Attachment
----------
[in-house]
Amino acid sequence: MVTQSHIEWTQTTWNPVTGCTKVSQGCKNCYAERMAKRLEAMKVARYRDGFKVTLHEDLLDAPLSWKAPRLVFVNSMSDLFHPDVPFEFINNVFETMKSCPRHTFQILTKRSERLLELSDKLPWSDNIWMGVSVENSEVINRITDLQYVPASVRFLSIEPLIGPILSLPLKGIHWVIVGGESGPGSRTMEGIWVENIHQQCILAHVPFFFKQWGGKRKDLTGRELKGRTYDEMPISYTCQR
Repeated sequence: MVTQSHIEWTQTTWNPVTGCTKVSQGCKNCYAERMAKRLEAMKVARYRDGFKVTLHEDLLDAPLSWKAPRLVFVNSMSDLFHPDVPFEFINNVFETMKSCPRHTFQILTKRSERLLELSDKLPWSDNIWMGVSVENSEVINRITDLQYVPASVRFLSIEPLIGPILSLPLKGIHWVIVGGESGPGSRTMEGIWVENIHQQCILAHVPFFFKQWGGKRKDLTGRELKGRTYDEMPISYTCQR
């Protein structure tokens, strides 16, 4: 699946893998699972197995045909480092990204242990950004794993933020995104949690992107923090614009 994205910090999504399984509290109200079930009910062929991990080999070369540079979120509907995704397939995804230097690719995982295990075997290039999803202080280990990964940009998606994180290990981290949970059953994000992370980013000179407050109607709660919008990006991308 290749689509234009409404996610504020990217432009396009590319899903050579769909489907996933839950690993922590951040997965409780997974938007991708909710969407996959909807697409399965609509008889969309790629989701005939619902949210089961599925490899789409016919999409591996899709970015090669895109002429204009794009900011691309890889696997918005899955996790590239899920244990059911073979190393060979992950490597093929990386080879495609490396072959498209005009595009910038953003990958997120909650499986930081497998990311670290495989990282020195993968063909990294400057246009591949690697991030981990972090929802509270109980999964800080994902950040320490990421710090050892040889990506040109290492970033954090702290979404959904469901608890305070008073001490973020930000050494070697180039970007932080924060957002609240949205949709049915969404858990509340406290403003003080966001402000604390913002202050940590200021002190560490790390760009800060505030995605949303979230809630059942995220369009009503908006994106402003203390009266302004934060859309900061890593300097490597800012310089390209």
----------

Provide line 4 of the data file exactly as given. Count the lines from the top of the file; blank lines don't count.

């Protein structure tokens, strides 16, 4: 699946893998699972197995045909480092990204242990950004794993933020995104949690992107923090614009 994205910090999504399984509290109200079930009910062929991990080999070369540079979120509907995704397939995804230097690719995982295990075997290039999803202080280990990964940009998606994180290990981290949970059953994000992370980013000179407050109607709660919008990006991308 290749689509234009409404996610504020990217432009396009590319899903050579769909489907996933839950690993922590951040997965409780997974938007991708909710969407996959909807697409399965609509008889969309790629989701005939619902949210089961599925490899789409016919999409591996899709970015090669895109002429204009794009900011691309890889696997918005899955996790590239899920244990059911073979190393060979992950490597093929990386080879495609490396072959498209005009595009910038953003990958997120909650499986930081497998990311670290495989990282020195993968063909990294400057246009591949690697991030981990972090929802509270109980999964800080994902950040320490990421710090050892040889990506040109290492970033954090702290979404959904469901608890305070008073001490973020930000050494070697180039970007932080924060957002609240949205949709049915969404858990509340406290403003003080966001402000604390913002202050940590200021002190560490790390760009800060505030995605949303979230809630059942995220369009009503908006994106402003203390009266302004934060859309900061890593300097490597800012310089390209």